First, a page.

It has become an article of faith for many on the left and some from other political precincts that the 1999 repeal of the Depression-era Glass-Steagall Act, which separated commercial banks from Wall Street, is directly responsible for our current dire financial plight. Its repeal, argued journalist Robert Kuttner in testimony before Congress last year, enabled "super-banks ... to re-enact the same kinds of structural conflicts of interest that were endemic in the 1920s."
Kuttner may be right about the conflicts, but it's awfully hard to see how they brought on the current mess. In fact, Bank of America's takeover of Merrill Lynch and JP Morgan Chase's of Bear Stearns underscored a truth that was already becoming apparent on Wall Street super-banks (more commonly known as universal banks) are, for all their flaws, a lot more stable and secure than un-super investment banks.
"If you didn't have commercial banks ready to step in, you'd have a vastly bigger crisis today," says Jim Leach, a Republican former Congressman from Iowa (and current Barack Obama supporter) whose name is on the Gramm-Leach-Bliley Act that repealed Glass-Steagall. Leach is no neutral observer, and there can be no proving that Glass-Steagall repeal has made the world safer. But amid the predictable debate now underway about how much new financial regulation is needed, it just doesn't make a very convincing scapegoat for the crisis.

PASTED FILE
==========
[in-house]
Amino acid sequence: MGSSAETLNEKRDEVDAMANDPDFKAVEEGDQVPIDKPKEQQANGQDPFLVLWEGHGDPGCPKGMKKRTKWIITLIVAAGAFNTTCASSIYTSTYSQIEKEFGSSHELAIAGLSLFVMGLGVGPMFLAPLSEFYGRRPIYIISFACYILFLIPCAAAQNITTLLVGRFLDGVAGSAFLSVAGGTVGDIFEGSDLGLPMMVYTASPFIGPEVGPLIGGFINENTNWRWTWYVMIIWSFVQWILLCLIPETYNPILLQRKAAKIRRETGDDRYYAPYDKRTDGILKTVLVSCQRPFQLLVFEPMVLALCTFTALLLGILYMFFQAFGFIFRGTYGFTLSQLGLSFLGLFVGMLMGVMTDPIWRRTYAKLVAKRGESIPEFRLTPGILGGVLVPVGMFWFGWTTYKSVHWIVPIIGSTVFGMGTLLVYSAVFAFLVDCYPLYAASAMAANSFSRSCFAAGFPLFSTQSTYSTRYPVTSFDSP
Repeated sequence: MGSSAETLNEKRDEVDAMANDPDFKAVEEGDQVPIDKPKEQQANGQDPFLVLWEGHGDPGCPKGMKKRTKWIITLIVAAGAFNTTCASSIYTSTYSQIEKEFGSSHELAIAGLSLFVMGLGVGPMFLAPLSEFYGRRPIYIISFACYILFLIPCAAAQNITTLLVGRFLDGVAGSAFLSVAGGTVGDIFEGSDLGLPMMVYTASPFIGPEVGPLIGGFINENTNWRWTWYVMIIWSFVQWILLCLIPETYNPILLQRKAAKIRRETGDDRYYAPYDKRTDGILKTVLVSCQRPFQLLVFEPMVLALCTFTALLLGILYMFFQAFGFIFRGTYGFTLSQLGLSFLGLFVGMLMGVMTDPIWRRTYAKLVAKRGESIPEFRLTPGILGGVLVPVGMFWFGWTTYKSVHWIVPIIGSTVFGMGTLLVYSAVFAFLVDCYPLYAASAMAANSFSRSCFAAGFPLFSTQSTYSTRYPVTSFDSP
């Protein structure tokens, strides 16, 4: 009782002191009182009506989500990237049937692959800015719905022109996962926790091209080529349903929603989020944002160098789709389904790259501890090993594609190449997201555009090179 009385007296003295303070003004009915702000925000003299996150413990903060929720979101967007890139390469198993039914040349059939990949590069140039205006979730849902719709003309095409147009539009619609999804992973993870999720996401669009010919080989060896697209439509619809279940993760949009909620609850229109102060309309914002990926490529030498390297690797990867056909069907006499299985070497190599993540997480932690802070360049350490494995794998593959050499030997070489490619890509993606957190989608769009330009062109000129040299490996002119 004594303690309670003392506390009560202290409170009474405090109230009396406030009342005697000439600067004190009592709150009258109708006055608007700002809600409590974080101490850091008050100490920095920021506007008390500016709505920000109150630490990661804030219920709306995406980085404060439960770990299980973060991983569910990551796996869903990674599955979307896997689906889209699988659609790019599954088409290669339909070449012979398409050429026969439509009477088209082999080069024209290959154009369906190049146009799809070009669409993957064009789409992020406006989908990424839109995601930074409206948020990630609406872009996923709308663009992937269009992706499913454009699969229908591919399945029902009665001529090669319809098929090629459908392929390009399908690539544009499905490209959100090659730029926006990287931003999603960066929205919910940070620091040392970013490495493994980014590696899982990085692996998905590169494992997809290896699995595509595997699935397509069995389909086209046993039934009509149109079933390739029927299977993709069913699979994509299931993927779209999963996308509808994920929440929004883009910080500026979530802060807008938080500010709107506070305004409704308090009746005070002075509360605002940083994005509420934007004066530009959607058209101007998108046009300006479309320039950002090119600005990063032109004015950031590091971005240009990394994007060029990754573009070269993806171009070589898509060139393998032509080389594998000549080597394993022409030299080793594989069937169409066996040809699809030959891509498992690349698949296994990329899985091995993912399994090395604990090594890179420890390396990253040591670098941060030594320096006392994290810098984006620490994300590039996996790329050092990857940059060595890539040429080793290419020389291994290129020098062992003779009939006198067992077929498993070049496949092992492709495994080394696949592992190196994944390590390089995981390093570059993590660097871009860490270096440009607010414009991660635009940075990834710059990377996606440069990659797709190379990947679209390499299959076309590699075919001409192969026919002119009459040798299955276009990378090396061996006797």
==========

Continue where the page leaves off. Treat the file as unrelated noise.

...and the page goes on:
Also unconvincing is the claim made by some conservatives that the Clinton Administration's 1995 Community Reinvestment Act (CRA) regulations, which pushed banks to lend in poor communities, caused the subprime mortgage lending binge that sparked the current troubles. It's certainly conceivable that Washington's long-held obsession with fostering home ownership helped fuel the housing bubble. But when the subprime lending binge really took off from 2003 to 2006, financial institutions subject to CRA weren't the ones leading the way. Neither were government-sponsored behemoths Fannie Mae and Freddie Mac.
No, starting in 2003, as a long boom in house prices and mortgage lending that had at least some foundation in economic reality (lower interest rates, higher incomes) gave way to an orgy of ever-sharper price increases fueled by ever-dodgier loans, the folks in the drivers' seat were the mortgage brokers that made the loans and the Wall Street investment banks that packaged them into private-label mortgage-backed securities.
And these people were barely regulated at all, at least not in the sense that bankers are regulated. "You had a regulatory mechanism that was targeted very narrowly to prudential regulation of the banking industry," says Gene Ludwig, who as Comptroller of the Currency oversaw the nation's big banks from 1993 to 1998. What that did, Ludwig explains, was to motivate banking companies to move activities to their less-regulated affiliates, and give a leg up to competitors (stand-alone investment firms, hedge funds, mortgage brokers, you name it) that weren't being watched by banking regulators at all.